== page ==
According to several observers, the plan’s goals, although positive for Saudi Arabia in the long-term, are not compatible with country’s political, social and economic context. “Basically, the regime could collapse by implementing their own plan, but they might also collapse if they don’t,” Kirkegaard explained. “They are in deep structural trouble, and that’s not counting the geopolitical pressure they face over their continued involvement in Syria and Yemen.”
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The new freedoms covered in the decree are activites that most of the rest of the world regard as basic human rights: Go to the hospital, get a job, study, appear in court and file a police complaint without male permission. Despite those advances, Saudi women and girls still live with pervasive discrimination. They cannot study or travel abroad without approval from a husband, father, son or another male relative.
Anything that challenges the Wahhabi understanding of the Islamic faith (such as the sanctity and holiness of the Prophet’s companions) is subject to criminalization under the banner of sacrilegious behaviour. Punishments for blasphemy and apostasy include lengthy prison sentences, physical torture in the form of public flogging and, occasionally, death sentences.
While historical and theological antipathies do exist, it is rather Saudi Arabia’s political expediency that both prevents and advances equality between Shia and Sunnis. For the last decades, Saudi Arabia has allowed its government-sponsored Sunni clerics to demonize Shia believers, associate them with polytheists, therefore consolidating a history of oppression and ostracism from basic civil rights.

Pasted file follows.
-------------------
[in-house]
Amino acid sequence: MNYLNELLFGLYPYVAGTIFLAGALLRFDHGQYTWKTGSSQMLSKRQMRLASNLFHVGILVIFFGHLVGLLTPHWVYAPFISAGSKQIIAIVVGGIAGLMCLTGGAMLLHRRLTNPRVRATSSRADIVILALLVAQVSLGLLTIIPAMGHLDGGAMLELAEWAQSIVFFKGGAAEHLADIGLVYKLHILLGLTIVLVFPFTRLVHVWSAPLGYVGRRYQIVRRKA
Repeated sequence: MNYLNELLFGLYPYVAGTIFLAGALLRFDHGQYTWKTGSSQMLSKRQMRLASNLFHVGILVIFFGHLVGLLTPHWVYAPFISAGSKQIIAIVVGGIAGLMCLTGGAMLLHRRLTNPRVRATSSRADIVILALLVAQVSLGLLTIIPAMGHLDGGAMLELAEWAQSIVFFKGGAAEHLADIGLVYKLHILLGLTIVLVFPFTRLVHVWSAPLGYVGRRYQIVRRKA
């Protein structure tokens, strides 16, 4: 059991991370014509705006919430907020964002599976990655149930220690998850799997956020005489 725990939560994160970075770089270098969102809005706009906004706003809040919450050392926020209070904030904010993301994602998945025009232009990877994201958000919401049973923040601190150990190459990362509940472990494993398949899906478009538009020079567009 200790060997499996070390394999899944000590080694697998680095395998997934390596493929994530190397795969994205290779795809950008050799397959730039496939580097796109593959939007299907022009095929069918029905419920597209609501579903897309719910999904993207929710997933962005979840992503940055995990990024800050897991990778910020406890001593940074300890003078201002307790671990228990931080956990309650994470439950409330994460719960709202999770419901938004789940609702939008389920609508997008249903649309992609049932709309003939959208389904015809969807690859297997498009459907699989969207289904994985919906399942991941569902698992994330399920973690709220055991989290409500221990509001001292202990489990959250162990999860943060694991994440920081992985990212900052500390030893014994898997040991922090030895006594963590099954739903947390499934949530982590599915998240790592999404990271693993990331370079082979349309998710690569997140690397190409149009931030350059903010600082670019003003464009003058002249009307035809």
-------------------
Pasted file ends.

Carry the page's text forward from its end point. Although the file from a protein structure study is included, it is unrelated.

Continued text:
Saudi Arabia’s new assertiveness has been linked in the first place to the growing influence of the king’s 30-year-old son and deputy crown prince, Mohammad bin Salman. Prince Mohammad has been accumulating power since he was appointed minister of defense immediately after his father became king. He has also dominated economic policies, rocking the commodities world by announcing the creation of a $2 trillion megafund to make the country less depend on oil.
The Saudi Majlis al-Shura or consultative council is a body of appointed members whose primary task is to study and propose laws. The council has the authority to interpret existing legislation, as well as to demand and audit annual performance reports referred to it by state ministries and agencies. While expectations for the Shura Council to represent people’s needs and wants remain high, it is worth bearing in mind that in an absolute monarchy, the Shura is currently the closest thing the Kingdom has to a democratic body.